Damian Pelliccione co-founded LGBTQ streaming service Revry when no one else was streaming LGBTQ content
DAVID TAFFET | Senior Staff Writer
Revry CEO Damian Pelliccione said when they bought the original Apple TV that used only propriety apps and started searching for LGBTQ content, they found none. Then they watched Apple CEO Tim Cook giving the company keynote, saying it would allow developers to create apps for the fourth generation Apple TV.
That’s the short version of how Pelliccione got the idea for Revry, the first LGBTQ streaming service. That was in 2015. Revry launched in 2016 at San Francisco Pride, and now it’s a fast-growing streaming service with 20 million monthly viewers.
Conveniently, Pelliccione’s husband is an entertainment attorney who had worked for Shark Tank and has written more than 750 licensing contracts.
Today, Revry can not only be found on Apple TV but also on Roku, Tubi, Comcast, Cox, DirecTV, Samsung Smart TV and more.
Or just visit Revry.tv and sign up.
Once Netflix and Amazon TV did finally get the idea that LGBTQ people might be a category to add to their streaming services, Pelliccione noticed all the stories were about white gay men and plenty of drag. Revry, on the other hand, “is the first streaming platform championing diversity,” Pelliccione said.
And while other streaming channels might offer a few dozen titles, Revry had a selection of more than 5,000 titles and is quickly growing as it adds more and more original content to the mix.
“Timing is a big part of our success,” Pelliccione said. By that they mean Revry was there as a freestanding streaming service as well as a channel to include as part of other streaming services before others were offering LGBTQ programming channels.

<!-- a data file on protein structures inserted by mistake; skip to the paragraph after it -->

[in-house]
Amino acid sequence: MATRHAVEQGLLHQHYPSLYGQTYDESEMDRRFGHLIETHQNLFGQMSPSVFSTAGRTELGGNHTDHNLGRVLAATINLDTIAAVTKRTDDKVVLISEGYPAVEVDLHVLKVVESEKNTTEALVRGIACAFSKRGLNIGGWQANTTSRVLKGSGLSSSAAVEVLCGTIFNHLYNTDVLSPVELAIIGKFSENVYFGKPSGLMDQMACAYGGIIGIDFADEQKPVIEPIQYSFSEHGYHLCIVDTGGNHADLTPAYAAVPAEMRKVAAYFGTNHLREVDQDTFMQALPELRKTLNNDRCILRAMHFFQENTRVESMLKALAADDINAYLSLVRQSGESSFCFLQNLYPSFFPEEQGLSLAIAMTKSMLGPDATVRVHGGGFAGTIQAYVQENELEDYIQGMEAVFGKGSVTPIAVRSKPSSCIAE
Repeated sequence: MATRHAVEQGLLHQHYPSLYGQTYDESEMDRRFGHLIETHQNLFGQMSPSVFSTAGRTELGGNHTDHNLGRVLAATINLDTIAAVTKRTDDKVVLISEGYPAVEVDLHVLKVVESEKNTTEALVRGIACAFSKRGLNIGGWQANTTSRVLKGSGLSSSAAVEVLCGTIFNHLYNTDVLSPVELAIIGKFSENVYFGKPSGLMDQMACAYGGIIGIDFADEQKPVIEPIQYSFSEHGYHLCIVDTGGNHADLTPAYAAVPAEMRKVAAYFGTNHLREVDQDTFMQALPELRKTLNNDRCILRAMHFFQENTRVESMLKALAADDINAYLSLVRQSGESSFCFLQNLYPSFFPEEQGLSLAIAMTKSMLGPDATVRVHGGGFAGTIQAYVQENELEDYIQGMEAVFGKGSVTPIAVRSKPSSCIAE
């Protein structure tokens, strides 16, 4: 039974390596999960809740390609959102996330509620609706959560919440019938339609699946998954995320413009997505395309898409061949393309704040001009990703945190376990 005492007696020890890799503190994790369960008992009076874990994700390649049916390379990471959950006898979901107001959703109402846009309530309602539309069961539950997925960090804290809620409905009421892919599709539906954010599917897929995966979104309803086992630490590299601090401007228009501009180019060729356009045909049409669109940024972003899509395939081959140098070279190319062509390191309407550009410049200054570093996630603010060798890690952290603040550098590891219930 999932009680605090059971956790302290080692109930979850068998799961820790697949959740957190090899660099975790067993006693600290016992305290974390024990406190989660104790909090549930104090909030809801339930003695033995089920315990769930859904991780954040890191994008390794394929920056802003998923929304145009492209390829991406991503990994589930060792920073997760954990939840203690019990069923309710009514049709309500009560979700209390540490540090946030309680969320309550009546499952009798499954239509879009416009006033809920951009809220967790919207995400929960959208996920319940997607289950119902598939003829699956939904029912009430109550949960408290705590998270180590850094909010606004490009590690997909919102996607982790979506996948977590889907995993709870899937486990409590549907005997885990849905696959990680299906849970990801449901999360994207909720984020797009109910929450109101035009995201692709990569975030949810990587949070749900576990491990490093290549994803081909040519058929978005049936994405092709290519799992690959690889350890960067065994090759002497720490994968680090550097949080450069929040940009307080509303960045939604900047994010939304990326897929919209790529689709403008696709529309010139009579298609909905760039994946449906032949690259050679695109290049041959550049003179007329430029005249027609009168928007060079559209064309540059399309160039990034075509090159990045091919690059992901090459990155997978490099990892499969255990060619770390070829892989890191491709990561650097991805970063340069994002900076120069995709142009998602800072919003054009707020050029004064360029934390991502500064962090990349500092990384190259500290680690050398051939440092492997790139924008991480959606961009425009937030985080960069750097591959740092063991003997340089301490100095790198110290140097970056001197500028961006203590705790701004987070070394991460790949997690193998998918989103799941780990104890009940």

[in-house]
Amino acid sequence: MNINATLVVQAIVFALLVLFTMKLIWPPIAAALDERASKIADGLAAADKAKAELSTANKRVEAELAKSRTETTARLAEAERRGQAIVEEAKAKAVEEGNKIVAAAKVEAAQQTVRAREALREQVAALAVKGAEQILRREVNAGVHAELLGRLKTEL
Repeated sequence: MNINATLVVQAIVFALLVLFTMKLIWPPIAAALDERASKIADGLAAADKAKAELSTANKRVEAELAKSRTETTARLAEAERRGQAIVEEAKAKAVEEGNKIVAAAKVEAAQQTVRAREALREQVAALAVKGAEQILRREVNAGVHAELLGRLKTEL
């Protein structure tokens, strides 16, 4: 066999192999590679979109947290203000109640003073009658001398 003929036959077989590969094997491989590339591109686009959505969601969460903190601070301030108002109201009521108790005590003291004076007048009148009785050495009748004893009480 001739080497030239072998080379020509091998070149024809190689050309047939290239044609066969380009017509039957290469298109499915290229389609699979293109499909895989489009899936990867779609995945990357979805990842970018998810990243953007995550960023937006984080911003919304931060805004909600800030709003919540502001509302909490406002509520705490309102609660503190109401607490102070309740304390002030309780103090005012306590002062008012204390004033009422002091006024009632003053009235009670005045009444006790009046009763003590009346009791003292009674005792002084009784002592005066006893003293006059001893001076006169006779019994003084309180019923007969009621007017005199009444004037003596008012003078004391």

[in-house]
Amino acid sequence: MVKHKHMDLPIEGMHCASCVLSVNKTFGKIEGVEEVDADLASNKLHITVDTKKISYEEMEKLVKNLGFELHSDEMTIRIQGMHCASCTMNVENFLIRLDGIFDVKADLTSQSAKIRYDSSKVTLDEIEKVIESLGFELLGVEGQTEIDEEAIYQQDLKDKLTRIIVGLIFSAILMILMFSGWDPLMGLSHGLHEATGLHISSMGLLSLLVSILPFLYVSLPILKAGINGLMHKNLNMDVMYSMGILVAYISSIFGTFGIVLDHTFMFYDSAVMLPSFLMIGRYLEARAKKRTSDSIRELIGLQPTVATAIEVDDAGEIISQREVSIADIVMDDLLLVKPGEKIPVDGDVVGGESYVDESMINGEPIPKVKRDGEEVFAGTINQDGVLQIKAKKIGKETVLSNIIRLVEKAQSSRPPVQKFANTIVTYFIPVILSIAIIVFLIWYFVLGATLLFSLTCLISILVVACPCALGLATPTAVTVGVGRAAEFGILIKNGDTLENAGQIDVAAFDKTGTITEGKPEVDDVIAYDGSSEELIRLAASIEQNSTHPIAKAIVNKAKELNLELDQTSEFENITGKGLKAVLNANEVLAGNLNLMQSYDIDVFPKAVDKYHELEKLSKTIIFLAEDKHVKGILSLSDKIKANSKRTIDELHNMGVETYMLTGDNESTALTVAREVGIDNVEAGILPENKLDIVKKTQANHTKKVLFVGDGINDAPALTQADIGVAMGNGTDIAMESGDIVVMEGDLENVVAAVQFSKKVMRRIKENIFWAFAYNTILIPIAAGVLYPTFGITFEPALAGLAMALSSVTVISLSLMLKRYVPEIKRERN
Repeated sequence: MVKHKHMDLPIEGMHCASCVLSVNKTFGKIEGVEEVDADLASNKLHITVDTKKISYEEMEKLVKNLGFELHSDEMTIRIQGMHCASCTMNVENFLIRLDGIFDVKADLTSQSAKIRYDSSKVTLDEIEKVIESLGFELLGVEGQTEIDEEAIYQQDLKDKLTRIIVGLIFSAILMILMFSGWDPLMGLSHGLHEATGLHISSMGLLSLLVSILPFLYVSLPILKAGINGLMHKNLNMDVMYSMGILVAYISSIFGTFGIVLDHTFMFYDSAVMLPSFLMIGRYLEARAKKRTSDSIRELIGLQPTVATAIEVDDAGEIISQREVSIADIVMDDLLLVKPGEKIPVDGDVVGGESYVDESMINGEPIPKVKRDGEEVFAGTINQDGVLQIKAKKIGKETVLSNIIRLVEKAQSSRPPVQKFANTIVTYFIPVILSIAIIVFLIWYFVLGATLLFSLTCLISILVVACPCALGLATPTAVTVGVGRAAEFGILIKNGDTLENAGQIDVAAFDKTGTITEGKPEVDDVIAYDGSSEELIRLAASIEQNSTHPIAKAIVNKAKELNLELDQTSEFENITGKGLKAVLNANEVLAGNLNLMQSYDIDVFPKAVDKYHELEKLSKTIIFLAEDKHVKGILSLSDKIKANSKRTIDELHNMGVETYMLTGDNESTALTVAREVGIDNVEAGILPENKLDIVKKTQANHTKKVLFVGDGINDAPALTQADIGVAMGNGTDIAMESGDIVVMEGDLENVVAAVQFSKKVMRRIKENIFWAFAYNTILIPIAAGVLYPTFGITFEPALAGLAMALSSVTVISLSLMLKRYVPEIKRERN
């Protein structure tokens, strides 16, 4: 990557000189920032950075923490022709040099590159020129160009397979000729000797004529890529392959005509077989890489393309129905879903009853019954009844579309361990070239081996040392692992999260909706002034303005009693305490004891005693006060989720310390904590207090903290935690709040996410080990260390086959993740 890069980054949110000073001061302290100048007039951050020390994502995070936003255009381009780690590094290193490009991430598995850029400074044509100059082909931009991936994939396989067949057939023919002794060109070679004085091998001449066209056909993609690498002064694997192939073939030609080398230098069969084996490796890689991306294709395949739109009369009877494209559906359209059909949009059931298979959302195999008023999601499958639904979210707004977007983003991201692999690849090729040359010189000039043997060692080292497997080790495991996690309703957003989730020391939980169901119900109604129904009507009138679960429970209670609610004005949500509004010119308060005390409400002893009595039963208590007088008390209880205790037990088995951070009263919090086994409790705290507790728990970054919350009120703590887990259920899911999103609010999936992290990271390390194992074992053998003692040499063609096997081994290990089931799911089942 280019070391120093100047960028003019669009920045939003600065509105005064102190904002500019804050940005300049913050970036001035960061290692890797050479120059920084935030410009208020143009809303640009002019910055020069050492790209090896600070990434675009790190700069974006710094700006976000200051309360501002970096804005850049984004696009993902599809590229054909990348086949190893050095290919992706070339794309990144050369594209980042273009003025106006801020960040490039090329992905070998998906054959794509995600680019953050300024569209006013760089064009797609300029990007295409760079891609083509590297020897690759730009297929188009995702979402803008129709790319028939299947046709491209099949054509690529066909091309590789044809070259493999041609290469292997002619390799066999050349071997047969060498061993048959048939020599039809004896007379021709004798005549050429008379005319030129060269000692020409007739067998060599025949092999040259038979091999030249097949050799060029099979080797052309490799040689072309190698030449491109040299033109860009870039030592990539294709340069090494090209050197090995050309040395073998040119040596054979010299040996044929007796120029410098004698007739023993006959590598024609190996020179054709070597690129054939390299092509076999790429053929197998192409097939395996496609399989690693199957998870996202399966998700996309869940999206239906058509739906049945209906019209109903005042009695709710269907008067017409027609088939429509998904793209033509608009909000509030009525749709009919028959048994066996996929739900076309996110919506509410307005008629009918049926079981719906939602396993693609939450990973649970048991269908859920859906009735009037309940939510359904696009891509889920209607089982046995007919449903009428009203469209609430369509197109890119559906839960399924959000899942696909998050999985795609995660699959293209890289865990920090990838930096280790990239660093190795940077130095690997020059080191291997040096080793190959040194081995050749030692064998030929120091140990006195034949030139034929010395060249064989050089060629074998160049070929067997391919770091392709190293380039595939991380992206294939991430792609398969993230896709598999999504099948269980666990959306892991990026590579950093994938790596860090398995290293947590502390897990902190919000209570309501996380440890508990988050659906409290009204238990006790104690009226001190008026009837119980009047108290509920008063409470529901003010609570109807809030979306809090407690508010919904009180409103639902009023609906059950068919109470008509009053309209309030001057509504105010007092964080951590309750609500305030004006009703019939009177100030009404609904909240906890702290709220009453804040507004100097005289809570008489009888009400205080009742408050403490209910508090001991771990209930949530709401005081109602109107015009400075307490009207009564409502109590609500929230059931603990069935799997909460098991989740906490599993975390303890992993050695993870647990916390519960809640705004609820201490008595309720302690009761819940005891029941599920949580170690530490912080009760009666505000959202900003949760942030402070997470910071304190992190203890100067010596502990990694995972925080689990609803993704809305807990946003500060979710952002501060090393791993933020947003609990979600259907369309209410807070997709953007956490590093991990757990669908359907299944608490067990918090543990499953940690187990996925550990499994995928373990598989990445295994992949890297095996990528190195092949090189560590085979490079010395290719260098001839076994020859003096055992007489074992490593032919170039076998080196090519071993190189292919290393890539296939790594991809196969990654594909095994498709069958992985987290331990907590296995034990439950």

Timing was also right because marriage had recently been legalized across the country, and more and more people were coming out. Same-sex relationships were in the news. And, Pelliccione said, “Data drives opportunities.”
And the data was showing things like the trans community was at least twice as large as had previously been estimated. And more and more people were coming out as non-binary. While other content-providing companies were trying to understand what that even meant, Pelliccione himself came out as non-binary.
More than other streaming services, Revry understands queer culture isn’t a single race, culture, sexual orientation or gender identity. So for every story about a white boy coming out, there’s a trans story, a Black story, a BIPOC story, a variety of lesbian stories and bisexual stories.
And not everyone speaks English, so Revry has launched Revry Latinx.
While Revry has a subscription model like Netflix, Pelliccione said, “We’ve embraced our free side.” They said many of their viewers can’t afford or don’t want to spend the $6.99 monthly fee and are used to watching TV with commercials.
Pelliccione said, “Finding filmmakers is the greatest joy of my job.” Uplifting and amplifying new stories is what keeps the job new and exciting, they said.
One category of film and series they enjoy is on ball culture. “Have you ever experienced a ball?” they asked. “It’s our version of team sports.”
Revry is seen around the world. From the week Revry went online, viewers from more than 40 countries signed up for the service.
One of the first letters they received on social media was from a queer kid in Saudi Arabia.
“He said he didn’t know there were people out there like me,” Pelliccione said.
While Revry is there to entertain and inform and educate, in some cases it just saves a queer kid’s life. In 2019, Pelliccione was the keynote speaker at a film festival in Mumbai. Afterwards, they had a lineup of queer Indian women who wanted their autograph.
They asked the third or fourth person, “Why do all these women want to talk to me.”
The answer? In 2016, the lesbian series The Other Love Story was been filmed in Bangalore, and in 2018, homosexuality was decriminalized in India, although not widely accepted. For their Tindr pics, women in India were using shots from the video to indicate they were looking for other women rather than checking the box for women looking for women.
And that, Pelliccione said they learned, is “how film can make a difference.”